Significant reforms to the Foreign Investment Review Board (FIRB) process has resulted in long approval delays for Australian startups raising capital from foreign investors. Many Australian startups raising Series A & B rounds often have to rely on foreign investors to complete their rounds as they are often larger than what local investors can allocate. These delays are putting the rounds in jeopardy.
On 29 March 2020 Federal Treasurer Josh Frydenberg announced major changes to Australia’s foreign investment approval regime. This was done to address national security risks arising from the COVID-19 pandemic. The temporary changes have widened the range of businesses who require FIRB approval in acquiring foreign investment. This, in turn, lengthens the FIRB review period for applications.
Chief Executive of the Australian Investment Council, Yasser El-Ansary, has stated that the changes have caused difficulty for startups to acquire foreign investment.
“The temporary changes the government has announced have certainly had an impact on Australia’s ability to attract inbound investment from offshore,” says Mr El-Ansary. “It is important for our industry and the broader Australian economy that we do everything we can to support inbound investment for Australian startup businesses.”
Prior to the reform coming into effect, it was unlikely for startup companies to consider application for FIRB approval. However, under the temporary changes made to the process, the monetary screening threshold has dropped to $0, and all foreign investment involving a minimum 20% interest is subject to the approval of the FIRB.
“The reduction in the threshold has resulted in a much wider range of transactions needing to come within FIRB review process,” says Mr El-Ansary. “This has slowed down the review process, and created a sort of bottleneck in our capacity to source inbound investment. This slows the flow of inbound investment and impacts the ability for businesses to remain viable and pivot in the current circumstances.”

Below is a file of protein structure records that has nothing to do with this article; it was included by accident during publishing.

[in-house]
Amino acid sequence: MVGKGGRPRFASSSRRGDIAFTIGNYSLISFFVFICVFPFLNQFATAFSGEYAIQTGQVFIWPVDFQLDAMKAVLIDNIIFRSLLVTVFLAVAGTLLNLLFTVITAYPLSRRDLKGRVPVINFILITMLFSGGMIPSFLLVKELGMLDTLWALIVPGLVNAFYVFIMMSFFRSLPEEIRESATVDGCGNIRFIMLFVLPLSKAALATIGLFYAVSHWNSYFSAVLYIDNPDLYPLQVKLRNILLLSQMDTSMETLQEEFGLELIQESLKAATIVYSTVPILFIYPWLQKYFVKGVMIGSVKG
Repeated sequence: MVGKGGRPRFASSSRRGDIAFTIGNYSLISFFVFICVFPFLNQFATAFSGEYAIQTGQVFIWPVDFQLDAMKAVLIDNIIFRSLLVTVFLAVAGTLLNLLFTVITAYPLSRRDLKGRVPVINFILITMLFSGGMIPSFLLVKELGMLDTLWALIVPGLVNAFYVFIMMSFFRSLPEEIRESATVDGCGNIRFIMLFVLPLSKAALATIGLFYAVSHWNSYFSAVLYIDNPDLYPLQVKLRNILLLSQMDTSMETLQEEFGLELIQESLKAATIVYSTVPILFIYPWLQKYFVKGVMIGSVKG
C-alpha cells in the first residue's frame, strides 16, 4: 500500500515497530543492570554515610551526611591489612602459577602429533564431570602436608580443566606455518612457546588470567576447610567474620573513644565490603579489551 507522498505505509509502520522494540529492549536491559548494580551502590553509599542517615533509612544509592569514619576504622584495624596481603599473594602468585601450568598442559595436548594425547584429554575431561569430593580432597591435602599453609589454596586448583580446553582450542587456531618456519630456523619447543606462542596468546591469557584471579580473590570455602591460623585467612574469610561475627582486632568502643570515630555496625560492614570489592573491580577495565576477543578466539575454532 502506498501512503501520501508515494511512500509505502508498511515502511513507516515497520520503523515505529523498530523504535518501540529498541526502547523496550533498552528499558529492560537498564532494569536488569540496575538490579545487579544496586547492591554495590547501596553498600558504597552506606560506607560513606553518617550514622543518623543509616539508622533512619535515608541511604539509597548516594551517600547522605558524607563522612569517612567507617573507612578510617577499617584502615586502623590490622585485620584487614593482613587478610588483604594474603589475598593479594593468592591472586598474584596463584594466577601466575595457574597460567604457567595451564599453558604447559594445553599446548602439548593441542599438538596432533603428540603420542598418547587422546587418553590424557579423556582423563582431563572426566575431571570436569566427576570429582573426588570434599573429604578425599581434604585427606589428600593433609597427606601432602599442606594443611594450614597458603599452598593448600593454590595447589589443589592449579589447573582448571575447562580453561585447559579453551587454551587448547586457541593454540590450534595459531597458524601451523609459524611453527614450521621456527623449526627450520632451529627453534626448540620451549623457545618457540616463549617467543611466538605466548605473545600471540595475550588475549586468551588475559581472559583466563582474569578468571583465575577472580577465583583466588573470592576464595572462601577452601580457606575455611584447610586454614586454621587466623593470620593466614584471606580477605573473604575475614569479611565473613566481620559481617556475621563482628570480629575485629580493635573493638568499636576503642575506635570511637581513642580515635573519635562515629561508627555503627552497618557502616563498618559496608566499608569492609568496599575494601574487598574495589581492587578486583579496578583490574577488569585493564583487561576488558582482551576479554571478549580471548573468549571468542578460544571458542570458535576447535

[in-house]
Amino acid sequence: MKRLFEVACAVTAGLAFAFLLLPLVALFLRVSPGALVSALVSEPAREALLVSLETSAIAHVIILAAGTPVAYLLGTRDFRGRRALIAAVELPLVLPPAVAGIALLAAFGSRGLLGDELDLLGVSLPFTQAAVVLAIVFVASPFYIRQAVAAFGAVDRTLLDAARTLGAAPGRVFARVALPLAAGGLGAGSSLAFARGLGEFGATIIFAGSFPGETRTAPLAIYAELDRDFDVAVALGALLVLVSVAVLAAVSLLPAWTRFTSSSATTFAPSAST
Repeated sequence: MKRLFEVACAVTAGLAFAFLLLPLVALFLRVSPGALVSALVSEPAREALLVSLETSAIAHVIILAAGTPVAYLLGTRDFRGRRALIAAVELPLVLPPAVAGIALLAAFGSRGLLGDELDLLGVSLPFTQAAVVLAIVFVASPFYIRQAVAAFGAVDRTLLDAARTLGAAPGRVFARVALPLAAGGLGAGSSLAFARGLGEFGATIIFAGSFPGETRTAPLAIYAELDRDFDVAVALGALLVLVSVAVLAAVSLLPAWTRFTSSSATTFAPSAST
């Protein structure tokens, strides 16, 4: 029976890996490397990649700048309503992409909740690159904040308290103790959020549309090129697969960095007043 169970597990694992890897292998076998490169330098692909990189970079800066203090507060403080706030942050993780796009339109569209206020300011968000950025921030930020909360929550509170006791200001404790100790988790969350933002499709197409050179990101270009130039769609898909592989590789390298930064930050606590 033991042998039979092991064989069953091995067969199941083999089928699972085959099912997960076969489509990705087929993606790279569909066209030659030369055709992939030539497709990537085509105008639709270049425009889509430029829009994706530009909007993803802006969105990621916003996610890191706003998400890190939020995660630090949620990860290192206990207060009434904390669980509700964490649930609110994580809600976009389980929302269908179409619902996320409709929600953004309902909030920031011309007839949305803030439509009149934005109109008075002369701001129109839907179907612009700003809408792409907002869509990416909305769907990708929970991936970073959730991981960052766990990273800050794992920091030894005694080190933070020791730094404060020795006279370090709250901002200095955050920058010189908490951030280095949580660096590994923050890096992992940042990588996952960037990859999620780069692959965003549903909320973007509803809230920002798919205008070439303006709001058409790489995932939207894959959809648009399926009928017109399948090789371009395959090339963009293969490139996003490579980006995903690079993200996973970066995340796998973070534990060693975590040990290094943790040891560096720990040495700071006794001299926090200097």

The changes have been put into place to strengthen Australia’s national security in the midst of the COVID-19 pandemic. However, while Mr El-Ansary understands the need for increased national security during the pandemic, he states that Australia has been put in an “uncompetitive position” with the temporary reform.
“The pandemic has forced us to do things we otherwise wouldn’t be doing, ” he says. “Every country is grappling with the same challenges. For now we need to focus on how we calibrate the more permanent reform, in a way which delivers a long-term competitive outcome.”
Permanent changes to the FIRB review process could cause further issues
On Friday 31 July The Morrison Government released for consultation the temporary exposure draft legislation amending the Foreign Acquisitions and Takeovers Act 1975.
The Federal Treasury outlines in the reform that “The Government will introduce a new national security test to ensure that it can act to address national security concerns arising from individual investment proposals which would otherwise be below the screening thresholds when the temporary $0 screening arrangements lapse.”
These are the most significant permanent reforms to the act made since its introduction. The act places greater restrictions on business’ access to foreign capital by widening the scope of what a ‘National Security Company’ is. The changes to the act have been met with apprehension from those in the investment space.
“70% of Australian investment capital is sourced off shore” says Mr El-Ansary, stating the importance of inbound investment. “We need this capital create an ongoing pipeline of support into small businesses. This will grow to be the large corporations of the future and provide tens of thousands of jobs to Australians.”
The permanent reforms to the Foreign Acquisitions and Takeovers Act 1975 are scheduled to commence on 1 January 2021.